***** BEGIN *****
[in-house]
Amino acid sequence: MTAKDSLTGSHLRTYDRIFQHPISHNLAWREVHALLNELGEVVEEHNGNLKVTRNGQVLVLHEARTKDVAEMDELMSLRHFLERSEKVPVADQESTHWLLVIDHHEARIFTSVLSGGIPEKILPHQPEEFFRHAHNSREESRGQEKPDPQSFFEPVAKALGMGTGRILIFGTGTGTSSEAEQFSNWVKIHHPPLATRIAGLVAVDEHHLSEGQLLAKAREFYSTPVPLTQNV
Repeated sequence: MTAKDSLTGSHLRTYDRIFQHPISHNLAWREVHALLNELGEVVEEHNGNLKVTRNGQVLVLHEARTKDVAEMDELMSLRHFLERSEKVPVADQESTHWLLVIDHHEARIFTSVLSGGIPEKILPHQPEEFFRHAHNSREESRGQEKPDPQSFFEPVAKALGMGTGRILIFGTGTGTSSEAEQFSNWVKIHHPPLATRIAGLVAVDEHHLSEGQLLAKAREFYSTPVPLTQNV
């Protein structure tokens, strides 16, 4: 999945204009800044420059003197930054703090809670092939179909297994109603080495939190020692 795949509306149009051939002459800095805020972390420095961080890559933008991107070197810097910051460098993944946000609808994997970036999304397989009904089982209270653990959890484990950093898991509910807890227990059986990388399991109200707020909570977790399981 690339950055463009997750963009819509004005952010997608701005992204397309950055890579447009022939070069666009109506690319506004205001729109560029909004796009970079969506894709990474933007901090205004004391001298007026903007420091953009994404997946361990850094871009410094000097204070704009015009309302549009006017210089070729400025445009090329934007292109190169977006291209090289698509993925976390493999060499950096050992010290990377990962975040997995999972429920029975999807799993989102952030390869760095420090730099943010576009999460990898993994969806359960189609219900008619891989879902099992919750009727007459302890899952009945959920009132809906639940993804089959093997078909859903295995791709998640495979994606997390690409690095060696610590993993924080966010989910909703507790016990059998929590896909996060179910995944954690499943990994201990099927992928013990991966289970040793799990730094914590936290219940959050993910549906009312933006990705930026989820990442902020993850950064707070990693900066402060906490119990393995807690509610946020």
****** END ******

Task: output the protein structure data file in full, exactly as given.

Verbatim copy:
[in-house]
Amino acid sequence: MTAKDSLTGSHLRTYDRIFQHPISHNLAWREVHALLNELGEVVEEHNGNLKVTRNGQVLVLHEARTKDVAEMDELMSLRHFLERSEKVPVADQESTHWLLVIDHHEARIFTSVLSGGIPEKILPHQPEEFFRHAHNSREESRGQEKPDPQSFFEPVAKALGMGTGRILIFGTGTGTSSEAEQFSNWVKIHHPPLATRIAGLVAVDEHHLSEGQLLAKAREFYSTPVPLTQNV
Repeated sequence: MTAKDSLTGSHLRTYDRIFQHPISHNLAWREVHALLNELGEVVEEHNGNLKVTRNGQVLVLHEARTKDVAEMDELMSLRHFLERSEKVPVADQESTHWLLVIDHHEARIFTSVLSGGIPEKILPHQPEEFFRHAHNSREESRGQEKPDPQSFFEPVAKALGMGTGRILIFGTGTGTSSEAEQFSNWVKIHHPPLATRIAGLVAVDEHHLSEGQLLAKAREFYSTPVPLTQNV
């Protein structure tokens, strides 16, 4: 999945204009800044420059003197930054703090809670092939179909297994109603080495939190020692 795949509306149009051939002459800095805020972390420095961080890559933008991107070197810097910051460098993944946000609808994997970036999304397989009904089982209270653990959890484990950093898991509910807890227990059986990388399991109200707020909570977790399981 690339950055463009997750963009819509004005952010997608701005992204397309950055890579447009022939070069666009109506690319506004205001729109560029909004796009970079969506894709990474933007901090205004004391001298007026903007420091953009994404997946361990850094871009410094000097204070704009015009309302549009006017210089070729400025445009090329934007292109190169977006291209090289698509993925976390493999060499950096050992010290990377990962975040997995999972429920029975999807799993989102952030390869760095420090730099943010576009999460990898993994969806359960189609219900008619891989879902099992919750009727007459302890899952009945959920009132809906639940993804089959093997078909859903295995791709998640495979994606997390690409690095060696610590993993924080966010989910909703507790016990059998929590896909996060179910995944954690499943990994201990099927992928013990991966289970040793799990730094914590936290219940959050993910549906009312933006990705930026989820990442902020993850950064707070990693900066402060906490119990393995807690509610946020």